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 Excerpt from DOC newsletter, Orange Kakariki update

The Orange-Fronted Kakariki Team are pleased to announce that breeding has commenced both in captivity and the wild. We are currently on a high,
after a few rough winter months during which a number of the captive juveniles died. These special
parakeets are certainly not easy to raise in captivity!

Click read more button below


Following the last Rare Bits story and a couple of bird transfers to and from Te Anau and christchurch, the first eggs were laid by Valentine and Arthur in Te Anau in late August. Unfortunately after four eggs were laid, Arthur mysteriously died and the eggs had to be artificially incubated at Burwood Bush. The "supermum" foster parent at Isaacs Wildlife Centre (Christchurch) fortunately came to the rescue again, and her eggs were swapped with the orange-fronted kakariki ones. But
fate stepped in once more, and she abandoned the nest after three eggs hatched (one was infertile). The two remaining chicks are subsequently being hand-reared by Darren Page, Isaacs’ resident hand-rearing expert. After an initial slow start and a brief period of illness, the chicks are now doing well and gaining weight. If all goes well they should grow up into healthy adult birds.

Further breeding is also going on with two other pairs of orangefronted kakariki at Isaacs. One pair (Windy-wings and Noah) have laid seven eggs and are now feeding six chicks; another pair (Dazza and Bindi) are incubating a currently unknown number of eggs. Let’s keep our fingers crossed that they continue their good work and that both pairs manage to fledge all their chicks without further assistance. Egg and chick collection from the wild has been put on hold to give the captive birds an opportunity to breed and see what they can produce on their own.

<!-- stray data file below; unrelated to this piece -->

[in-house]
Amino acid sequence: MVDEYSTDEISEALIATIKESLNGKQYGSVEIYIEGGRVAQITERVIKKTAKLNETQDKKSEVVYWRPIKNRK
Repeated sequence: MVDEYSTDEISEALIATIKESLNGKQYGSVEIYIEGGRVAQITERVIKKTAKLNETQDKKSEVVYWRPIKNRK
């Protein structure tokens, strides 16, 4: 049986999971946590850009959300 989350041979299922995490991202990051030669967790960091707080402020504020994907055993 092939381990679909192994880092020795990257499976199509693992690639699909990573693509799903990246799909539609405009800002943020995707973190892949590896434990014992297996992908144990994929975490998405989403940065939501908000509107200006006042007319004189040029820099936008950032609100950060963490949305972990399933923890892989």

Two nests have so far been located; one in the Hawdon Valley and one in the Hurunui. Both these nests are protected with tin wraps and a ring of Fenn traps at their base. It is quite early in season to be having nests already, especially at the chick stage.
Further searches will continue and all nests found in the wild will get this same nest protection treatment.

With rat numbers on the rise, the Hawdon predator control regime has geared up a couple of notches. Staff have been busy putting out extra bait stations and adding extra bait bag lines to the valley, in the hope of curbing the rising rat numbers. A very intensive and busy time for all staff involved!

The orange-fronted kakariki team has recently acquired three temporary nest scouts for the summer season, after Petrina Duncan's departure in October. Searches for further nests will continue throughout the coming months, for as long as the parakeets continue breeding, and hopefully many more will be found and protected. If all goes really well, the captive breeding pairs will fledge all their chicks successfully and re-nest before summer's end.



Full DoC canbe found here:

[url]http://www.doc.govt.nz/Publications/004~Science-and-Research/Biodiversity-
Recovery-Unit/Rare-Bits/PDF/080~Rare-Bits-No-55-Dec-2004.pdf
[/url]







 
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